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Front page of   Scientific American - New York, February 19, 1887

 

We illustrate a special drilling machine made by Francis Berry & Sons, of Sowerby Bridge, England, this machine having been specially arranged, says Engineering, for the use of manufacturers of vertical and horizontal boilers, steam cranes, portable engines, etc.

As will be seen from the engraving, the machine consists of three double-geared radial drilling machines, each with a radius of 4 feet, each radial arm having a steel spindle 2 inches in diameter and a self-acting and hand feed range for a depth of 12 inches. These drills are bolted to a cast iron wall plate 14 feet 6 inches long by 6 feet 3 inches wide, planed perfectly true, and with six T slots, equidistant, planed out, and running from end to end. This plate carries the three drills, and by means of the T slots these drills can be moved into various positions, either vertically or horizontally, within the limits of the plate, to suit the work to be operated upon.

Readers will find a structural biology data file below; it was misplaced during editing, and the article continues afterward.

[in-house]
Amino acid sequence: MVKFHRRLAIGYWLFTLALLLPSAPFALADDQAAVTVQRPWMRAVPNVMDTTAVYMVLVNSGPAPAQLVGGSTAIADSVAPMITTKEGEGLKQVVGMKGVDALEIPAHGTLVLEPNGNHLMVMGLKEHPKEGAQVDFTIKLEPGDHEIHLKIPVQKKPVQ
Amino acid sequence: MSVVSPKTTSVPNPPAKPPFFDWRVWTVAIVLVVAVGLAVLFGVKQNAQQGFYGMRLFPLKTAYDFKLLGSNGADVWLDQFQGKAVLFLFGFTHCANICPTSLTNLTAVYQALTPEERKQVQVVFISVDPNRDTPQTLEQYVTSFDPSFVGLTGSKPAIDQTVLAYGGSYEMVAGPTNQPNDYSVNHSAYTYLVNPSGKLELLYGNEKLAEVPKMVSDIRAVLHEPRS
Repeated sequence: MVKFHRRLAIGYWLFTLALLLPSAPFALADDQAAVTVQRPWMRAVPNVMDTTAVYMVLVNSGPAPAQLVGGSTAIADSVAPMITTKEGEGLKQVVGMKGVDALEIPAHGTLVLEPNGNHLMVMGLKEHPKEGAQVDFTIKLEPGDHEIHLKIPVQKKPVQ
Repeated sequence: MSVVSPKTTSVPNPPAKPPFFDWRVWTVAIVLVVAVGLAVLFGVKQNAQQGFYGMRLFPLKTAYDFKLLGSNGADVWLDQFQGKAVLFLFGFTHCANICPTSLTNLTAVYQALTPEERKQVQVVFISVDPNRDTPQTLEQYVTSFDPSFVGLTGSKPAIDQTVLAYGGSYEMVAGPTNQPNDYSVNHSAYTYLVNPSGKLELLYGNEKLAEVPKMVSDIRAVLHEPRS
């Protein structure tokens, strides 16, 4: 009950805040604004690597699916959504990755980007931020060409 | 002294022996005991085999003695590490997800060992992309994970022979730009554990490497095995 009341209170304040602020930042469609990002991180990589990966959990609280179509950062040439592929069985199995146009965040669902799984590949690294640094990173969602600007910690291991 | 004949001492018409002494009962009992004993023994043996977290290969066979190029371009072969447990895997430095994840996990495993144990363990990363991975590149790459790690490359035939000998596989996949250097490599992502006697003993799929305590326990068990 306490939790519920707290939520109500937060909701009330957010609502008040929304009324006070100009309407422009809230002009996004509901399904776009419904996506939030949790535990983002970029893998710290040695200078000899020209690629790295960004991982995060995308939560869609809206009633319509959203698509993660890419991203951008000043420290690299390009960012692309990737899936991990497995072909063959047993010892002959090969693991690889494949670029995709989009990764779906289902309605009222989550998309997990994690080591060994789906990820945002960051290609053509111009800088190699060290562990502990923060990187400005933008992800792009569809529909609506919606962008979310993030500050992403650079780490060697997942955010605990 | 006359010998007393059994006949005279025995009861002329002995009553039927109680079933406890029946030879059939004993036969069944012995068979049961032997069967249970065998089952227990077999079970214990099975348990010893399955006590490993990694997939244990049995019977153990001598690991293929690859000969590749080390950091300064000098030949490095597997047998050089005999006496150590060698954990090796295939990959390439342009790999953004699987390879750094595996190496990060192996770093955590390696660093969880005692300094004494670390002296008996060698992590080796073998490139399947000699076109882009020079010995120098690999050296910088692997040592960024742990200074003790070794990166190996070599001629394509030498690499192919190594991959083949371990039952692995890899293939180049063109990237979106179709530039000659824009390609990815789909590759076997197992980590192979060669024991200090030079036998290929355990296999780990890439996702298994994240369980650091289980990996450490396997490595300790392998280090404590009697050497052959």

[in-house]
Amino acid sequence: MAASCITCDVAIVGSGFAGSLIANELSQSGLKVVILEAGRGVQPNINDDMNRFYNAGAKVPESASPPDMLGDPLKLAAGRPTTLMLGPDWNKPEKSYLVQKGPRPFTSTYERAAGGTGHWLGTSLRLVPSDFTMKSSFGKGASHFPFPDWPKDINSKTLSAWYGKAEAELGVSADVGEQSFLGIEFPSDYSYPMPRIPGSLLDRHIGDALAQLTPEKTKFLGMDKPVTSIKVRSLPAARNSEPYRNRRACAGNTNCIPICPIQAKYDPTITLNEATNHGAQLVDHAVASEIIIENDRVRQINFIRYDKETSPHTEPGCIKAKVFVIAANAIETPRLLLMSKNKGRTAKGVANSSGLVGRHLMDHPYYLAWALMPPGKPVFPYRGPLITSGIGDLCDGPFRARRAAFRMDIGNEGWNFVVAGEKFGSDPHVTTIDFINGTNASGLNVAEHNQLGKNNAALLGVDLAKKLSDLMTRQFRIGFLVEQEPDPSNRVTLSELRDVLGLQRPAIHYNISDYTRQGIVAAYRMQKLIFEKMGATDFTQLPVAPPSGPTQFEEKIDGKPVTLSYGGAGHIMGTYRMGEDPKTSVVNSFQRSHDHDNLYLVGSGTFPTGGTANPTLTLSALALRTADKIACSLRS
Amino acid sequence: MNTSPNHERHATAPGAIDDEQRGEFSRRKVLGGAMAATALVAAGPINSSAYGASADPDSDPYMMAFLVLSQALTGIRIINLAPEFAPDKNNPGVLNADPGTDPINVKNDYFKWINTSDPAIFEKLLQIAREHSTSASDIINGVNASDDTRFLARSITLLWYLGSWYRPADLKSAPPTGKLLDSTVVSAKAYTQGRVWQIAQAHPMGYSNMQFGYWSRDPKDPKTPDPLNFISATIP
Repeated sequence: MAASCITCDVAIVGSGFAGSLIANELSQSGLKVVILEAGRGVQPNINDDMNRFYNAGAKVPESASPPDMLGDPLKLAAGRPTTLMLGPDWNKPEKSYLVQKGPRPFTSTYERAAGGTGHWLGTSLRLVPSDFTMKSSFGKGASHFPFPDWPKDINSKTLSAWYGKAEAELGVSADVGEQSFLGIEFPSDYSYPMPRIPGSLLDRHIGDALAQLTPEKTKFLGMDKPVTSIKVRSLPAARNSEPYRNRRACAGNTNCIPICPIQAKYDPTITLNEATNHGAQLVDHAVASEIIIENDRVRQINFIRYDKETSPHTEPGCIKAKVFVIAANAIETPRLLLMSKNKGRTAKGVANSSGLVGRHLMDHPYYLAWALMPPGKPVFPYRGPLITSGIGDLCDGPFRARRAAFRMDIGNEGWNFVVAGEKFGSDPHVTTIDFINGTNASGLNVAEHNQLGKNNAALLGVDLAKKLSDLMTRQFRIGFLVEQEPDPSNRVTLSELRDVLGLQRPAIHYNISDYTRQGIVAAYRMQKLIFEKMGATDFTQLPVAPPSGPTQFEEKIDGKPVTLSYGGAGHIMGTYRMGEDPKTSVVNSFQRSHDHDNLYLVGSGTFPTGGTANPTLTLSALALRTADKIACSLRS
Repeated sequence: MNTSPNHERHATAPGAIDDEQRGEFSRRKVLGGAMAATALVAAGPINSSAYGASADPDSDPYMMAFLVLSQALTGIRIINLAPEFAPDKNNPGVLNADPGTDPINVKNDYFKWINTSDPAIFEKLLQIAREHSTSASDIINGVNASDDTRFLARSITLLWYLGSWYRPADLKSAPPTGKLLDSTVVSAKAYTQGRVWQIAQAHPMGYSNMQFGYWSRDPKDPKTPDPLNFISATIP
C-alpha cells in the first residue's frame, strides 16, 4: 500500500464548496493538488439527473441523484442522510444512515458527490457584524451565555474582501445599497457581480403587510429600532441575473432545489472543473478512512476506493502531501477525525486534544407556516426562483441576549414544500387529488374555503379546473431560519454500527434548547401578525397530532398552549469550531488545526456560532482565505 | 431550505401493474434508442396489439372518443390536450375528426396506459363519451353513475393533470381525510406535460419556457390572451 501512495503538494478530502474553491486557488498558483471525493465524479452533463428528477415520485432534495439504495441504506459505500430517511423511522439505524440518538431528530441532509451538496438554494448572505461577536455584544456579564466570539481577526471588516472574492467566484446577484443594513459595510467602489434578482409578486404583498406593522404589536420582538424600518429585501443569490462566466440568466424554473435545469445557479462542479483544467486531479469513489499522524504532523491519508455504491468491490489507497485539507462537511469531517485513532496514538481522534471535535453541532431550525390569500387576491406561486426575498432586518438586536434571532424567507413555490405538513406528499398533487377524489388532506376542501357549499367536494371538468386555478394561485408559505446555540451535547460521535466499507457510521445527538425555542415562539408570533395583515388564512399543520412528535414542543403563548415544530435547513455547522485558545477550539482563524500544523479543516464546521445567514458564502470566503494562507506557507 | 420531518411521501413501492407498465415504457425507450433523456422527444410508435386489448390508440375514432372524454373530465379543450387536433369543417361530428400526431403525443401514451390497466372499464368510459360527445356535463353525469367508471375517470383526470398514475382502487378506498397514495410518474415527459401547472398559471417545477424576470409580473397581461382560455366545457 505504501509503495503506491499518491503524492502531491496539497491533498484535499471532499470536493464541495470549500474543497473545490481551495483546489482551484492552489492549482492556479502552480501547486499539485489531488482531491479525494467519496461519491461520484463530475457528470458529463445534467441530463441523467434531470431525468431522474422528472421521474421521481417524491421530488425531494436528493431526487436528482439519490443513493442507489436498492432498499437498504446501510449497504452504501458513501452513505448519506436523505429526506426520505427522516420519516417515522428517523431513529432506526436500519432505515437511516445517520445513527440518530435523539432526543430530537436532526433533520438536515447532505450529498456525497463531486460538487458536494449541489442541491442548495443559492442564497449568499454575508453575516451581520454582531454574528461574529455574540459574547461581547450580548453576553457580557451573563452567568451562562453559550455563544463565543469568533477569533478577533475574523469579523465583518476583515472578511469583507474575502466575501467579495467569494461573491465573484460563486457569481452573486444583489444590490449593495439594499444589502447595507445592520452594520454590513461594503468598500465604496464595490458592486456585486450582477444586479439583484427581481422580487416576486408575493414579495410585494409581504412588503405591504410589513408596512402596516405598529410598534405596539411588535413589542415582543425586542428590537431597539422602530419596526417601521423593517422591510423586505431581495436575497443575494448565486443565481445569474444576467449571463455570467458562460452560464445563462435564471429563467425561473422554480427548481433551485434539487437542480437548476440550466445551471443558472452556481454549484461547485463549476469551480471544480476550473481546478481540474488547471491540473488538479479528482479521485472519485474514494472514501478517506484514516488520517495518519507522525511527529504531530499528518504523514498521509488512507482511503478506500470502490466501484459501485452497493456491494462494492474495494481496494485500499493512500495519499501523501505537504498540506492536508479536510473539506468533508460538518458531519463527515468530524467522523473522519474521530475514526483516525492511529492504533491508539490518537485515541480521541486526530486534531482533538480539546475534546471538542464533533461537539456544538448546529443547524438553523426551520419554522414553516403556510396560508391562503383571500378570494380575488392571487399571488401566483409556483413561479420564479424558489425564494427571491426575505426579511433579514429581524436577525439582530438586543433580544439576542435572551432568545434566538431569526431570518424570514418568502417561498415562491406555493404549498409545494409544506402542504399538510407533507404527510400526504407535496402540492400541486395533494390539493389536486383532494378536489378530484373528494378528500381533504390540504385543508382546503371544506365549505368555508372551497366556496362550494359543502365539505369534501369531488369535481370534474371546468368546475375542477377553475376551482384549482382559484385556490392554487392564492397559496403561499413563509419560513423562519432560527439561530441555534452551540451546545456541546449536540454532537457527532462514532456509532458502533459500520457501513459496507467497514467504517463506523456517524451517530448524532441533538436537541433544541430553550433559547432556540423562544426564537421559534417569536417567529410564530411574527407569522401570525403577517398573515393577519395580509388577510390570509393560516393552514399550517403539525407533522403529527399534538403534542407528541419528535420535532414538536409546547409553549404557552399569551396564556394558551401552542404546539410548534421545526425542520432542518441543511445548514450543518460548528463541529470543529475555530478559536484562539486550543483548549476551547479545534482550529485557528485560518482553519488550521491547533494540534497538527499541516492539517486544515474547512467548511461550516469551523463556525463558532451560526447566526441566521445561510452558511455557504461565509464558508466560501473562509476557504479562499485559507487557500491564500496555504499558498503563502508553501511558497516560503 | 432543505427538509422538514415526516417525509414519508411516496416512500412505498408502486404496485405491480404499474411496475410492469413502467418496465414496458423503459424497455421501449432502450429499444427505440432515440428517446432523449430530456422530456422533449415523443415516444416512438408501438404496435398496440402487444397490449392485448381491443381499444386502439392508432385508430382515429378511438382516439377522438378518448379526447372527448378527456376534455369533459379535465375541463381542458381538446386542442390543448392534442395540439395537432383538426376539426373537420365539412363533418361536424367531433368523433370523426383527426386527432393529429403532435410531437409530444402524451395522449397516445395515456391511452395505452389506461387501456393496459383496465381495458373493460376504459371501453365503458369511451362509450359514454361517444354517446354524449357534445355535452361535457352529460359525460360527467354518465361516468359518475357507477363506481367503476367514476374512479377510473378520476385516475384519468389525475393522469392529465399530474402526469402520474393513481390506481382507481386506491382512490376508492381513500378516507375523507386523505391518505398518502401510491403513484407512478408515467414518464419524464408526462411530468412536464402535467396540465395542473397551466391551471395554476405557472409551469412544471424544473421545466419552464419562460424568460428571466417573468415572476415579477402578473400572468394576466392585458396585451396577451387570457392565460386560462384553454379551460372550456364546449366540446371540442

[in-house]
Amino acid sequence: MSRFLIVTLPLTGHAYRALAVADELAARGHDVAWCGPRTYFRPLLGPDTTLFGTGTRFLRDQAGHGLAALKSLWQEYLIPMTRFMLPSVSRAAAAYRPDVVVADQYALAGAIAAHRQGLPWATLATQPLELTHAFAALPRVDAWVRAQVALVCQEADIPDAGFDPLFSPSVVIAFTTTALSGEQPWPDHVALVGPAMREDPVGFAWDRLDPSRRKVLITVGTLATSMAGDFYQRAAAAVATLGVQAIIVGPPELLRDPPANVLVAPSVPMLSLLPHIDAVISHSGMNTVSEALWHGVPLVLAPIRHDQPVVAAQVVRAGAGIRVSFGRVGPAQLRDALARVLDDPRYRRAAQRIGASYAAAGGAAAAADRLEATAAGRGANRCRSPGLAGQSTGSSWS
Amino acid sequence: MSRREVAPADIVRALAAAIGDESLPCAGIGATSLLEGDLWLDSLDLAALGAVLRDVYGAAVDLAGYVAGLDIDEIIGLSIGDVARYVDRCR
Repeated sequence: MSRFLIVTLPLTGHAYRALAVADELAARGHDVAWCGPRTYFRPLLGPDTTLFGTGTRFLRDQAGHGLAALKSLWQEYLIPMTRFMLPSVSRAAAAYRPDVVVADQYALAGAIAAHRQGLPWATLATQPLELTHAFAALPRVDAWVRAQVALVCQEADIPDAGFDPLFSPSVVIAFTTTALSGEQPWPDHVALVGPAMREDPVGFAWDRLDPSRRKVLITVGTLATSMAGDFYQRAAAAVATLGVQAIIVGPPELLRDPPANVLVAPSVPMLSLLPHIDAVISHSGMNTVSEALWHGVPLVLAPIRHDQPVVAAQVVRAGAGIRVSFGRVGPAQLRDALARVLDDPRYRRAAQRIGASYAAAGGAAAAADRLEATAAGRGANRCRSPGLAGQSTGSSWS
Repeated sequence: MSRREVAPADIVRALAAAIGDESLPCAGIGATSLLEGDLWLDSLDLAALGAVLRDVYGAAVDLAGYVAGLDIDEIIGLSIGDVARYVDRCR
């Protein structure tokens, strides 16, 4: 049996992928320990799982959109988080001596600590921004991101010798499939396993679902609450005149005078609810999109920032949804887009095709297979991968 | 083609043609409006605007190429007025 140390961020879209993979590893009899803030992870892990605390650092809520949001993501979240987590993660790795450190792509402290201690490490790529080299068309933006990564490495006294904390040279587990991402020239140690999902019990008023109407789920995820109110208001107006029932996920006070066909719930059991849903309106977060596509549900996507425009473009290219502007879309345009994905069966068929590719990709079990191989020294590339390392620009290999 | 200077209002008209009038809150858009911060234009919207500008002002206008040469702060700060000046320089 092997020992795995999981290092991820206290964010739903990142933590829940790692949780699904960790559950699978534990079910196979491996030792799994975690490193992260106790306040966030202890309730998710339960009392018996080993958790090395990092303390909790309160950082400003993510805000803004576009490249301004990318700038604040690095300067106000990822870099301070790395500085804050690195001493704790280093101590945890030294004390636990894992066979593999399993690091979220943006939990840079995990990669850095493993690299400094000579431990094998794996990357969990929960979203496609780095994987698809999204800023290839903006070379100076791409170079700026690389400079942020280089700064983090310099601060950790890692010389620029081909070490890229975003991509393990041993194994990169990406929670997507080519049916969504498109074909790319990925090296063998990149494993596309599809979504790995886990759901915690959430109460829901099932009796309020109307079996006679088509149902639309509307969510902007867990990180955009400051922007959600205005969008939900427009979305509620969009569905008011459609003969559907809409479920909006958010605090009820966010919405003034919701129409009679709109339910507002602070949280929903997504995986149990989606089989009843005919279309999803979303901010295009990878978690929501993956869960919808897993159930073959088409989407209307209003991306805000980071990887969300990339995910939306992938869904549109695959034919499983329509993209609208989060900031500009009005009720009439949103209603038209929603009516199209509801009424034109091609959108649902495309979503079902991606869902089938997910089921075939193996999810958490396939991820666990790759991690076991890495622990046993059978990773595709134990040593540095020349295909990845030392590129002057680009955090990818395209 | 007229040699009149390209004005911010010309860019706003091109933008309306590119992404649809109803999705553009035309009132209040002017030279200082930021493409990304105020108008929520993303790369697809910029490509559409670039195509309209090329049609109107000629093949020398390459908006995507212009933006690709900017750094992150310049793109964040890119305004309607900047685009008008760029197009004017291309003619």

The top driving apparatus is also bolted, to a wall plate with T slots from end to end, so that the driving apparatus can be moved along to suit the varying position of the drills.

 


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